Books of Blood: Volume Six (Books of Blood, #6)
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Books of Blood: Volume Six (Books of Blood #6)

4.21 of 5 stars 4.21  ·  rating details  ·  514 ratings  ·  10 reviews
Few authors can claim to have marked a genre so thoroughly and personally that their words have leaked into every aspect of modern pop culture. Clive Barker is such an author, and the Books of Blood marked his debut - his coming out to the world - in brilliant, unforgettable fashion. Crossroad Press is proud to present Clive Barker's "Books of Blood" in digital for the fir...more
Paperback, 152 pages
Published 1985 by Sphere (first published 1984)
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Rowan MacBean
This review has been hidden because it contains spoilers. To view it, click here.
Kirsty Archer-Thompson
This was my first foray into the weird and wonderful world of Clive Barker and I have to say I was very surprised. If I was rating the collection on the strength of the first two stories, it would definitely be a 4 star overall; as it is, I thought it was a book of two halves. The premise of 'How Spoilers Bleed' was very clever indeed and I enjoyed the parallels between the moral breakdown of Locke, Cherrick and Stumpf and various incidents in Conrad's Heart of Darkness. I was also left affected...more
Deke Martin
I had originally read these stories when they were released in "Cabal" about the time that the movie 'Nightbred' came out. While they seemed slightly familiar when reading them again many years later, nothing really stuck out as something I definitely read in the past. Overall, it wasn't a bad read. Only a few times did any of the stories strike me as being full-blown Barker, though. Not sure really how to explain that though.

THE LIFE OF DEATH - Interesting little story. Barker played me pretty...more
Tasha Robinson
One of the more uneven Books Of Blood collections, featuring a couple of stories that feel like they should be novels: "The Last Illusion" (basis for the utterly terrible film Lord Of Illusions) and "Twilight At The Towers," a spy story where the unexplained doesn't seem mysterious so much as frustrating. This particular collection more than others feels like Barker working his way toward longer, more ambitious prose rather than doing the most with the short-story form, though "How Spoilers Blee...more
Dreadlocksmile
In 1986, Clive Barker followed the enormous success of the first three volumes of The Books Of Blood with a final three volumes to create the entire Books Of Blood series. His two omnibus's were later to be broken down, to be sold as individual books. Barker was invited to be able to illustrate these covers with his dark and twisted artwork.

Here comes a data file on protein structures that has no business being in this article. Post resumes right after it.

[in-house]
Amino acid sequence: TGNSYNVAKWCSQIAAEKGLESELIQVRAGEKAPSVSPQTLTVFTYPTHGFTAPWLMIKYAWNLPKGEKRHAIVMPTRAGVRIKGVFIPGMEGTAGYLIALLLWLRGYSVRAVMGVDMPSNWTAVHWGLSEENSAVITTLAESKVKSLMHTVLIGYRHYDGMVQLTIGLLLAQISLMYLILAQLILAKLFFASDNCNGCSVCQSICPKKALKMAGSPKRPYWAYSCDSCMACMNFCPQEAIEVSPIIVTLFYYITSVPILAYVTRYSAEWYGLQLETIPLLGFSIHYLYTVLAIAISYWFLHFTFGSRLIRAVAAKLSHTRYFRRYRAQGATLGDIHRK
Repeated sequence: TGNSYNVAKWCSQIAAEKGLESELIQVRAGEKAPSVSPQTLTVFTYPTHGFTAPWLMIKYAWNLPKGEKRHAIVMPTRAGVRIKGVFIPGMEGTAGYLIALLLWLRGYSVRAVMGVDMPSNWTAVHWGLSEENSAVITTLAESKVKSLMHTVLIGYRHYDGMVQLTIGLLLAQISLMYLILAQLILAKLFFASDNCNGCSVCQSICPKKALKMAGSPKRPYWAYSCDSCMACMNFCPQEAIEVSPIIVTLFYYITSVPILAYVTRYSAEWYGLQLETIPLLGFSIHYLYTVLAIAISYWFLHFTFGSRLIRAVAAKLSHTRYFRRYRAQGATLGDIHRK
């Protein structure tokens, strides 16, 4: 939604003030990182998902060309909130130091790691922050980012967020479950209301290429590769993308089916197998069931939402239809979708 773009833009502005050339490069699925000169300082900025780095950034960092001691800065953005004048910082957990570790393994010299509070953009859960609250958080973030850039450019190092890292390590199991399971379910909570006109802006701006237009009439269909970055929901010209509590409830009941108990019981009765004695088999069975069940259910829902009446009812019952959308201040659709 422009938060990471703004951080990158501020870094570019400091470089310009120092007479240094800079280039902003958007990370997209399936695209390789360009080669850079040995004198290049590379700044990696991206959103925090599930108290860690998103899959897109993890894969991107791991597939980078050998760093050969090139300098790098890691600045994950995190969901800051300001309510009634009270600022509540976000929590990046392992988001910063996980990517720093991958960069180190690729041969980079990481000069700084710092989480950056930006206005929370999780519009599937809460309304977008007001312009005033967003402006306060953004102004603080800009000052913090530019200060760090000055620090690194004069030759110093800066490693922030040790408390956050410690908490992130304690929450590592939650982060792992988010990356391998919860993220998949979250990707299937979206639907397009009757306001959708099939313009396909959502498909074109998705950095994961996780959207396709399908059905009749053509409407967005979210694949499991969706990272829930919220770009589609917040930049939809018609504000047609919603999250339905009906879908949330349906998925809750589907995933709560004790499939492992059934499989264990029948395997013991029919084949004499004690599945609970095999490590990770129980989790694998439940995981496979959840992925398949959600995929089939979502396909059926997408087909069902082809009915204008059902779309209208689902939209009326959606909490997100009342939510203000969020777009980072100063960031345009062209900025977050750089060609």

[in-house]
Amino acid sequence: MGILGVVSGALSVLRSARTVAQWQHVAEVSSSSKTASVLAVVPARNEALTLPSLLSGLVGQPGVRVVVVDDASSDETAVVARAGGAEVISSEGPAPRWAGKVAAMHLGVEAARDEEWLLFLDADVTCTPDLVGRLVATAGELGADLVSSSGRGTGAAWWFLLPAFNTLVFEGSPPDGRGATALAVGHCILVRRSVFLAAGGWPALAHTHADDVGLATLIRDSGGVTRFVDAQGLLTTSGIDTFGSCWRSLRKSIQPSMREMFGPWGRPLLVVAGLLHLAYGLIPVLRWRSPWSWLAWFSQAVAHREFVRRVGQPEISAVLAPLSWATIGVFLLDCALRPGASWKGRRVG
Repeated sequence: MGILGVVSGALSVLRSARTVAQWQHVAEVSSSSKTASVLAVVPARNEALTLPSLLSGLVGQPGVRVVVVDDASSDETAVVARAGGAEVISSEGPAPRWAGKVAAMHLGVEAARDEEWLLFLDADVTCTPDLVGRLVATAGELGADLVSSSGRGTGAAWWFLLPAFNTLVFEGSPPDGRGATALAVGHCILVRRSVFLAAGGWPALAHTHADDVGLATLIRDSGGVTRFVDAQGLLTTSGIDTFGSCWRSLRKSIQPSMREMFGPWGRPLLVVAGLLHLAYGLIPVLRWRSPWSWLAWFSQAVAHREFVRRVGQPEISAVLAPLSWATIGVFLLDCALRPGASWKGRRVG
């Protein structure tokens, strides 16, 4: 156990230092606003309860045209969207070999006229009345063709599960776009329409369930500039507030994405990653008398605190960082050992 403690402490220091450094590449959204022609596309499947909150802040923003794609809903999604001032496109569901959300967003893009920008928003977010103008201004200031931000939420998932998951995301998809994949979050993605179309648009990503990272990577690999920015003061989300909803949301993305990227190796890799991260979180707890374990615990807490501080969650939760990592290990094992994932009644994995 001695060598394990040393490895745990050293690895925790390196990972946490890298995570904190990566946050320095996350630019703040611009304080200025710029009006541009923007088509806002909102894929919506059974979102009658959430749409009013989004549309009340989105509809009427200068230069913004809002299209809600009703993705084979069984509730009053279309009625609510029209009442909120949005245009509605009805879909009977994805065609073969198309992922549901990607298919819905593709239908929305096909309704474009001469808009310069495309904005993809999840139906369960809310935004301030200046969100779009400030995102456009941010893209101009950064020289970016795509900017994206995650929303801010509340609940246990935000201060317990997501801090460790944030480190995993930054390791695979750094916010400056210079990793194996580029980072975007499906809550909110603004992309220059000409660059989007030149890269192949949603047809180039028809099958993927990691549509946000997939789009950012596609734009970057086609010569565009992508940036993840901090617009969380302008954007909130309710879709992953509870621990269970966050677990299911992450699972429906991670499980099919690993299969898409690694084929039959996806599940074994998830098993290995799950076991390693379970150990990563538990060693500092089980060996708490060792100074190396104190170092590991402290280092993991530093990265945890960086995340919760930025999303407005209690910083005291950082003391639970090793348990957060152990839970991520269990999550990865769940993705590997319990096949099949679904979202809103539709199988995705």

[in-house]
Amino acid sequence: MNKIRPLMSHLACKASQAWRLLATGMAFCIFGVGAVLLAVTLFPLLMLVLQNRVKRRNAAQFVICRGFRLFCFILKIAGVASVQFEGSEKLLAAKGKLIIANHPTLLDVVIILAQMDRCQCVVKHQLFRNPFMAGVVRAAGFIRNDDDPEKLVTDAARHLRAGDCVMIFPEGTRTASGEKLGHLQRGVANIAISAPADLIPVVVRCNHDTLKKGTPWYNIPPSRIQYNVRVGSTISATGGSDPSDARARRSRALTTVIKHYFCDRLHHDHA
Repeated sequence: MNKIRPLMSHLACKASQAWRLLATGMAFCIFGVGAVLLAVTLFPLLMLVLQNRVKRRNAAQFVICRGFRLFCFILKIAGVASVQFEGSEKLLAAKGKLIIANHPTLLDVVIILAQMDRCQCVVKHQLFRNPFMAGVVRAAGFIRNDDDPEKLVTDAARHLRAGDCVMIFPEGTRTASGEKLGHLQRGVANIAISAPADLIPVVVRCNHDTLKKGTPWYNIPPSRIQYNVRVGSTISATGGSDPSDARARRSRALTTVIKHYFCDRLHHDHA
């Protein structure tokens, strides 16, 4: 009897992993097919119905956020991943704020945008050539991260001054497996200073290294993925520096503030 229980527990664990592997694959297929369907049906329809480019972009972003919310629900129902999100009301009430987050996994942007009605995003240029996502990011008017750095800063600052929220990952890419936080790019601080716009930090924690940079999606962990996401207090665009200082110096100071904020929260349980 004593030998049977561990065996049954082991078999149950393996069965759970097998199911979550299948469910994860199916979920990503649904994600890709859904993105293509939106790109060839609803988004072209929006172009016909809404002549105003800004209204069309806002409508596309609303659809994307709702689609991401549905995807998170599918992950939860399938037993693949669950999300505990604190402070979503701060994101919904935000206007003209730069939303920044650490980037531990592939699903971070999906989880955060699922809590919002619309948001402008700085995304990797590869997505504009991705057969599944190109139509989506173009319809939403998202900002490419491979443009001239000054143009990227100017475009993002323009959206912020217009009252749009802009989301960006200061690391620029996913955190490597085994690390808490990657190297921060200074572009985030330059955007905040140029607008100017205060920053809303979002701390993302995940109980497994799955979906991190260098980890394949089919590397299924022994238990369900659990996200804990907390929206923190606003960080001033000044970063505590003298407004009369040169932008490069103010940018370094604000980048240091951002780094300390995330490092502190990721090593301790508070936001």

This volume was also released in the US under the title 'Cabal' by Poseiden Press, in which it included the extra tale 'Cabal' that was released as an indep...more
Brian Schwartz
The final volume of the Books of Blood was not the strongest, but contains two very good stories. It had fewer stories, but longer stories, which I did not like, but is a matter of taste. The Life of Death is some of the finest short horror fiction around and How Spoilers Bleed is well worth the time taken to read it. The Postcript is good at bringing the whole collection to a close, linking it to the first story.
Ronnie,
I have now read all six volumes and am glad to say the stories here are horrific and sometimes far- fetched, great set of books though.
The Books Of Blood,
BiblioBabes.ca
BiblioBabe Kat gave this a 10/10! Read her review here: http://www.bibliobabes.ca/2/post/2011...
Mark
Sep 05, 2011 Mark rated it 4 of 5 stars
Shelves: horror
My first introduction to Harry D'Amour (in "The Last Illusions"), a fitting end to a terrific collection of books.
bluetyson
Clive Barker's Books of Blood Volume I by Clive Barker (1984)
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Clive Barker was born in Liverpool, England, the son of Joan Rubie (née Revill), a painter and school welfare officer, and Leonard Barker, a personnel director for an industrial relations firm. Educated at Dovedale Primary School and Quarry Bank High School, he studied English and Philosophy at Liverpool University and his picture now hangs in the entrance hallway to the Philosophy Department. It...more
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